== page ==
Fair Housing Laws

What Does Fair Housing Mean?

The Fair Housing Act is a federal law that requires landlords to treat all of their tenants equally. When landlords do not provide equal treatment to their tenants, this is called "housing discrimination." 

Examples of housing discrimination may include: 

  • Giving one applicant for housing priority over others
  • Refusing to make repairs for certain tenants
  • Refusing to rent to certain types of people
  • Telling someone that housing is unavailable, when this is not true
  • Requiring higher rents or different lease conditions for the same accommodations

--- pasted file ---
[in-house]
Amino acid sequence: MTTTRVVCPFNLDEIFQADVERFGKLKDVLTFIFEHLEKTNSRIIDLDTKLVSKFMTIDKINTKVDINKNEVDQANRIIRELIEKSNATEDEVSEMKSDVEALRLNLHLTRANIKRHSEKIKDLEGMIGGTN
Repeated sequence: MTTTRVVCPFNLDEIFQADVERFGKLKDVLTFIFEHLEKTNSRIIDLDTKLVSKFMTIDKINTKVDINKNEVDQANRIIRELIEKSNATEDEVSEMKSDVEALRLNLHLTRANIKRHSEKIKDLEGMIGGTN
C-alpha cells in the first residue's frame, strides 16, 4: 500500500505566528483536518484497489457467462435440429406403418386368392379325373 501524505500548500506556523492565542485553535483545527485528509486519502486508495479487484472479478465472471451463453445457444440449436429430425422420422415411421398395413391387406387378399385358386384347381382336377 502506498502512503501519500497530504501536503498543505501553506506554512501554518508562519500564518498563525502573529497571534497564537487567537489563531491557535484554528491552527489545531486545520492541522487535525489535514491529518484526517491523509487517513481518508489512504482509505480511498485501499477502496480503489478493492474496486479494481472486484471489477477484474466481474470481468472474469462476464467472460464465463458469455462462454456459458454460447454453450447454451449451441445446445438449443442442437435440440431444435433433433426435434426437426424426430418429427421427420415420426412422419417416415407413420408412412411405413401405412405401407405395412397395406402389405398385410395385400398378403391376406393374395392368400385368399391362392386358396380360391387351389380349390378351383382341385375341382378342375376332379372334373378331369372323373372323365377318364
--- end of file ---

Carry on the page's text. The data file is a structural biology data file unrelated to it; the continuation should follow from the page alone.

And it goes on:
• Denying certain tenants access to services or facilities

In New York State, it is illegal for a landlord to treat someone differently or refuse to rent to a tenant because of their:

  • Race and/or ethnicity
  • National origin
  • Religion
  • Gender identity
  • Sexual orientation
  • Disability (including mental health conditions)
  • Familial status (such as whether or not a tenant is married or has children)
  • Source of income – e.g. “No Section 8”

Source of Income Discrimination

Under New York State Law, it is illegal to refuse to rent to someone because of their (lawful) source of income. Unfortunately, this is one of the most common forms of housing discrimination that persists today. Some examples of lawful sources of income that can be used to pay rent include: 

  • Section 8 vouchers
  • DSS (Department of Social Services) assistance
  • HUD-VASH (for veterans)
  • Social Security
  • Child support
  • Alimony